June 26th, 2016
3 TIPS ON HOW TO COMMUNICATE DURING CONFLICTS
Having conflicts and disagreements are part of life even if none of us likes it. Knowing how to deal with them effectively reduces stress and anxiety and increases potential for personal and relationship growth. As a parent, you want to be a role model and show your child how to handle conflicts in a constructive way.
So, here are a few suggestions about how to communicate during conflicts in a healthy way.
1. Taking turns to listen and speak. We often know what we want to say in the heat of a conversation. But, do we know how to listen to our child, to give her an opportunity to voice her concerns/worries/requests so that she can express her point of view as well?
You and your child should take turns in speaking and listening so that everyone gets a chance to express their feelings and thoughts. The goal is not to solve the problem, but rather have a safe and meaningful discussion in which you and your child have an opportunity to understand each other’s perspective.
2. Using “I” messages. In general, it is good procedure to use “I” messages when expressing ourselves. It becomes crucial when a conflict arises. One benefit of “I” messages is to avoid accusing and blaming your child for behaving the way he/she did. Instead, it puts the focus on how you feel. For instance, instead of saying “You never put your toys away like you are supposed to.”, try something like “I feel frustrated when your toys are not put away.” In the last scenario, your child is much less likely to rebel or resist what you expect from them. Also, it does feel less threatening than accusing or blaming. Finally, “I” messages show your child how to take responsibility for their own actions as you do it yourself when expressing your own feelings.
3. Working collaboratively. When you work together with your child, issues can be solved in mutually satisfactory and realistic ways for both parties. First, as stated above, use empathy to gather information from your child to understand his/her perspective. Second, you, as a parent, define the issue by communicating your own perspective. Finally, invite your child to brainstorm solutions with you. The solution should address each other’s concerns. For each solution, ask yourself, “Is it safe? How might people feel about it? Is it fair? Will it work?” Be flexible, if one solution does not work, then you and your child should try an alternative one.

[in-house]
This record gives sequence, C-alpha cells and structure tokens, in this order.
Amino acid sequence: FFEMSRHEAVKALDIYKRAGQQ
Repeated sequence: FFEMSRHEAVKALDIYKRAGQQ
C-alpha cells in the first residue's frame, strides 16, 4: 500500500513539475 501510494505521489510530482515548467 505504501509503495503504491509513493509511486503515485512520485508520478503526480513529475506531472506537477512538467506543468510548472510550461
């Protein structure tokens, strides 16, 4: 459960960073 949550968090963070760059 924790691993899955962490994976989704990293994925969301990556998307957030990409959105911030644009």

Dealing with conflicts can take varying amounts of mental, emotional, and physical energy. However, learning and implementing these few tips can increase positive interactions between you and your child.
THE SECRET TO GET YOUR CHILD LISTEN TO YOU
As a parent, you may wonder how to make your child listen to you. When we get frustrated our first reaction is often to yell at our child. However, yelling does not work. Worse than that, studies show that yelling is actually detrimental to your child. Long term effects of yelling include lack of self-confidence, demonstration of aggressive behavior in social settings with peers such as pushing, hitting, or biting.
So, what is the secret? The secret is to really listen to your child. Simple, too simple? Not so much in our 21st century when everyone is all the time busy. So, what do I mean by listen truly to your child. First, let me tell you why it is essential to really learn how to listen. When you listen to your child you are showing them that you are interested and care about what they have to say. To a child, this equals to feeling loved. Your child will then think “OK. If daddy/mommy listens to me, this means he/she is interested in what I am saying, he/she is interested in me, he/she loves me.” Inevitably, this will boost your child’s self-esteem and self-worth.
Here are some important steps to become a good listener:
1. Eliminate distraction. Your child should get your undivided attention when he is talking to you. So, put away your cell phone, tablet, or computer. Your child will get the message that you are truly ready to listen to her.
2. Listen with a closed mouth. I know this can be challenging for some of us, but it is a requirement. If your child has some difficulty to speak, a smile or a touch can encourage her.
3. Let your child know you have heard her. After your child is finished speaking, restate in your own words what you heard. For instance, you may say “Oh boy, you must have a really bad day at school today!” This shows your child you paid attention to what she said. Also, this helps clarify any misunderstanding you may have about your child’s message.
4. Express your own feelings and ideas. If you share your own feelings and thoughts with your child, it will have a few benefits. First, it will teach your child your values and morals, but be careful to do it in a non-judgmental way. Second, it will show your child how to open up to you as you open up to them.
Remember that when you role model a behavior, your child will integrate this message as something she can do herself. So, if you show your child how to listen to her, then when it comes for her to listen to you, she will automatically do it as this is this model she has witnessed from you.
As a parent and a therapist, I want to offer some tips on how to raise happy and healthy kids. Please feel free to comment on my posts.